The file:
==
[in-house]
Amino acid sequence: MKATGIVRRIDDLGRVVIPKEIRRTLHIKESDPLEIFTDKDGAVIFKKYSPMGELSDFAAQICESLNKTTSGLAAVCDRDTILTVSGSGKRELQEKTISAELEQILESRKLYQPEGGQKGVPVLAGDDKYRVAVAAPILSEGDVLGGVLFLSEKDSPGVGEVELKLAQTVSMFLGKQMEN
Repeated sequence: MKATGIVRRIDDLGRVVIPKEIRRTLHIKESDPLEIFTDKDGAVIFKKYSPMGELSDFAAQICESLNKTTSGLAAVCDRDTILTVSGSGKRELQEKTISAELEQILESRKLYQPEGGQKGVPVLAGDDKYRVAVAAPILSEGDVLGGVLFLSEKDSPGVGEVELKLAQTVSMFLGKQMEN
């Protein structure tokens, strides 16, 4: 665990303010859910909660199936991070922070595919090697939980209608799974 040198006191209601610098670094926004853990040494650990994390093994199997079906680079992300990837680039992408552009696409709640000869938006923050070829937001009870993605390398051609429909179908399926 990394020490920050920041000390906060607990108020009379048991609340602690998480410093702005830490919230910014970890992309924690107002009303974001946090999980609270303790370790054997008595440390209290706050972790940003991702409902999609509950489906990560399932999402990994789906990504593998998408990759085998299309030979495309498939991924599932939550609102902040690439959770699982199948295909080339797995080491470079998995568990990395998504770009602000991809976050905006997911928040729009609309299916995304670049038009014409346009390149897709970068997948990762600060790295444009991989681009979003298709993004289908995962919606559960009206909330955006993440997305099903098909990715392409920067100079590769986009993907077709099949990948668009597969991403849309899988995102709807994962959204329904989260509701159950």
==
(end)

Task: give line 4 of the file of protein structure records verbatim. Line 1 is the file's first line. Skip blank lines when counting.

């Protein structure tokens, strides 16, 4: 665990303010859910909660199936991070922070595919090697939980209608799974 040198006191209601610098670094926004853990040494650990994390093994199997079906680079992300990837680039992408552009696409709640000869938006923050070829937001009870993605390398051609429909179908399926 990394020490920050920041000390906060607990108020009379048991609340602690998480410093702005830490919230910014970890992309924690107002009303974001946090999980609270303790370790054997008595440390209290706050972790940003991702409902999609509950489906990560399932999402990994789906990504593998998408990759085998299309030979495309498939991924599932939550609102902040690439959770699982199948295909080339797995080491470079998995568990990395998504770009602000991809976050905006997911928040729009609309299916995304670049038009014409346009390149897709970068997948990762600060790295444009991989681009979003298709993004289908995962919606559960009206909330955006993440997305099903098909990715392409920067100079590769986009993907077709099949990948668009597969991403849309899988995102709807994962959204329904989260509701159950």